Pathophysiology of Stroke
Published Online: 15 SEP 2006
Copyright © 2006 Wiley-VCH Verlag GmbH & Co. KGaA. All rights reserved.
Reviews in Cell Biology and Molecular Medicine
How to Cite
Meisel, A., Prass, K., Wolf, T. and Dirnagl, U. 2006. Pathophysiology of Stroke. Reviews in Cell Biology and Molecular Medicine. .
- Published Online: 15 SEP 2006
The current understanding of stroke pathophysiology is basically founded on experimental models. Among these, in vitro models with primary cultures of cerebral cells permit stroke pathophysiology to be examined on a molecular level, while animal models (mainly mouse and rat) are used to evaluate medical intervention. There is a highly complex sequence of events leading to the eventual ischemic cerebral damage that follows a well-defined spatiotemporal pattern. Overwhelming excitotoxicity leads to early necrotic cell death in what is to become the core of the infarction, while the tissue damage in the surrounding zone called penumbra happens on a longer timescale. The excitotoxic or inflammatory mechanisms are milder, bearing the biochemical hallmarks of apoptosis. The brain cells, challenged by such a large-scale assault, activate endogenous protective programs. These have been studied by experimentally inducing ischemic tolerance (i.e. ischemic preconditioning). Importantly, cerebral ischemia not only affects the brain but also impacts other systems. For example, stroke induces dramatic immunodepression through overactivation of the sympathetic nervous system. As a result, severe bacterial infections such as pneumonia occur. The complex signaling cascades not only decide over cell survival in the brain and the neurological deficit but also over mortality after stroke from extracerebral complications. Their ability to govern not only the maturation of the eventual infarction but also the immune system make them a promising target for intervention and the development of neuroprotective drugs.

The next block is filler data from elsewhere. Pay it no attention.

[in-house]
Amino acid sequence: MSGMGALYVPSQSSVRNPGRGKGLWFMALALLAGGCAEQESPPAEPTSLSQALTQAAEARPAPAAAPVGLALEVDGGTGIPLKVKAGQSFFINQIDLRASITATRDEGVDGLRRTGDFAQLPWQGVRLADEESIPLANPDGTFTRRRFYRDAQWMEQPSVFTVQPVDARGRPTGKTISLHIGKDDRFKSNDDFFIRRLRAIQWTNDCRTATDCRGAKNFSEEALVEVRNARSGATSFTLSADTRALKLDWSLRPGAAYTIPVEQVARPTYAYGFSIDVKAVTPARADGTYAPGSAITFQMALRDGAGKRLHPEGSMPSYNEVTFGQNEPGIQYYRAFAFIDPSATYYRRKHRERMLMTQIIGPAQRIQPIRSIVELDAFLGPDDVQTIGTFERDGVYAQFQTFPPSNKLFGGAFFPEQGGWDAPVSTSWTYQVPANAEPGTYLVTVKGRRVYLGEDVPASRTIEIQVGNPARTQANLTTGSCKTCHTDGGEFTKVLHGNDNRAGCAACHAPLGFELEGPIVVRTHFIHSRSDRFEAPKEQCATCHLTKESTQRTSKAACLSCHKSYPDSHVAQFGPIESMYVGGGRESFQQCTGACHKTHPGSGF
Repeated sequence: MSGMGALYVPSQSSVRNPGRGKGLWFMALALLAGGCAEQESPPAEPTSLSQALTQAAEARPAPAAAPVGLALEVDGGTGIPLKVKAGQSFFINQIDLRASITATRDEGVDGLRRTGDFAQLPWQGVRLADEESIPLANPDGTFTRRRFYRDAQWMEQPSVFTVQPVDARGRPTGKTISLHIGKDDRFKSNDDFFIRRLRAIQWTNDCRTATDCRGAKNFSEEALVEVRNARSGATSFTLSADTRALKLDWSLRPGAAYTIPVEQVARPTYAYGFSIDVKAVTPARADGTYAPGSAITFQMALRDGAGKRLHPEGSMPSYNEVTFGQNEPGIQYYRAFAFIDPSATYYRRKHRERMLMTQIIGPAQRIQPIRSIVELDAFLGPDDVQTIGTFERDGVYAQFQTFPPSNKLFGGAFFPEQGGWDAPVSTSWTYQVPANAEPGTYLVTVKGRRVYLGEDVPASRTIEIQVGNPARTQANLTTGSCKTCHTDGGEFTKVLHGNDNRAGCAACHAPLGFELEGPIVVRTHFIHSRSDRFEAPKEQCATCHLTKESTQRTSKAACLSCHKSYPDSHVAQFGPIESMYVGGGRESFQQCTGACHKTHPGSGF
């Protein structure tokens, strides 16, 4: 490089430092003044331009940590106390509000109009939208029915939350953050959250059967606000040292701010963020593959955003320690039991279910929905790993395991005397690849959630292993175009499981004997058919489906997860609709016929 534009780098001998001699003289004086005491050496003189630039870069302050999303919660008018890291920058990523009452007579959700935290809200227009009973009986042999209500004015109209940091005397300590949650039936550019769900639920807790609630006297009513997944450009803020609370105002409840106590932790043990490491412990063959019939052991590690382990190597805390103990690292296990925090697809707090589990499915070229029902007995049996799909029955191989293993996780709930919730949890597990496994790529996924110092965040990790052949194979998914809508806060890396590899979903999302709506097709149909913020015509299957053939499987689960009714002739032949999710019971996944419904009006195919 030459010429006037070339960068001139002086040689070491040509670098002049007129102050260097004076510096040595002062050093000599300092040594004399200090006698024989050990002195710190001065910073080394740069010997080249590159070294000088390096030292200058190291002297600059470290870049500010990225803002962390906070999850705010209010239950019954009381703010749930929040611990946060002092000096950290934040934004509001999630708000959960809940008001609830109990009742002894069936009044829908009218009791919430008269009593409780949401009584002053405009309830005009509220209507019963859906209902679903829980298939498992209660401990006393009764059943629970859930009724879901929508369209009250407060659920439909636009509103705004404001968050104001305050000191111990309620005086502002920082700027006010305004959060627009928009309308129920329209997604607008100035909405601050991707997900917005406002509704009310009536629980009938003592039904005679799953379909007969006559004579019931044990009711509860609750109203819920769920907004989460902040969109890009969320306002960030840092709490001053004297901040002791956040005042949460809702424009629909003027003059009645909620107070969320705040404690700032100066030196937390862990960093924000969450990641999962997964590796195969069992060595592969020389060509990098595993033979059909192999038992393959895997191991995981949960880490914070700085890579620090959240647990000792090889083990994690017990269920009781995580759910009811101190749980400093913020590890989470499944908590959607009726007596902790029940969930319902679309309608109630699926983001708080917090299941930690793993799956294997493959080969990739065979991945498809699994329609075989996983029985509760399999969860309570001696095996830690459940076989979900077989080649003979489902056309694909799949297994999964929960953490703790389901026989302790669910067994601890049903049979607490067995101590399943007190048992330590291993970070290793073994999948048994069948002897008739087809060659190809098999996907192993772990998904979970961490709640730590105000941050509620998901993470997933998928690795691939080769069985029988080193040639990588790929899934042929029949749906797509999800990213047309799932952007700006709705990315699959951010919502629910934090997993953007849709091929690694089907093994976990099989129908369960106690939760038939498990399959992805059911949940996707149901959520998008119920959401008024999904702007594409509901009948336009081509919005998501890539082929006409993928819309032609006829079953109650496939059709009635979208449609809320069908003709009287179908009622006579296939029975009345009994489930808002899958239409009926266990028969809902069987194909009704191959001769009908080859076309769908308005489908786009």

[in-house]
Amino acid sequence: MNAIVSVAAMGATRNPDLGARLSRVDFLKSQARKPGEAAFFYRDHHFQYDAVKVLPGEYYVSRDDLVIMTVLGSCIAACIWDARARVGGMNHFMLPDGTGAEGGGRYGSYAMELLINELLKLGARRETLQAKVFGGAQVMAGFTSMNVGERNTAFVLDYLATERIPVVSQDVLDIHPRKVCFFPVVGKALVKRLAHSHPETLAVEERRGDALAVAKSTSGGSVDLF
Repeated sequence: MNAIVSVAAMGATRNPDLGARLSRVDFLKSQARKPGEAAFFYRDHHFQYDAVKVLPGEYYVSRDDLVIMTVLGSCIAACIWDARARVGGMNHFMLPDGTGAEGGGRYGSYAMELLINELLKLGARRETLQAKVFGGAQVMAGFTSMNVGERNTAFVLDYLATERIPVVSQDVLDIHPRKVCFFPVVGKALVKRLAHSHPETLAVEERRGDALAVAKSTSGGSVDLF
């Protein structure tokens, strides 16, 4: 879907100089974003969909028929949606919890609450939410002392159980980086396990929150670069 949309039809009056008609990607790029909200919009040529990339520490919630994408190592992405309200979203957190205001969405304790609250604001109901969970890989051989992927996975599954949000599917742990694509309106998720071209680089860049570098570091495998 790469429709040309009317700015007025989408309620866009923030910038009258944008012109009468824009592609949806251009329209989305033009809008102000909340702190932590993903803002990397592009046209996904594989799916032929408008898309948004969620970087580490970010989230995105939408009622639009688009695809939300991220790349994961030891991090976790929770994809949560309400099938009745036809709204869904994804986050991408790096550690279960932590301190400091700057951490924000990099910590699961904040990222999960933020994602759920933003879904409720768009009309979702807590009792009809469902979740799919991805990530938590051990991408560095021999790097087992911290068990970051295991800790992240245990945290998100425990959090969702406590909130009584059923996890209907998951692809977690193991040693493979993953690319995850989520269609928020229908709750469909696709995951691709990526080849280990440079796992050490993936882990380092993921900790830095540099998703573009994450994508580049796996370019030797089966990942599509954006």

- Ischemic Tolerance;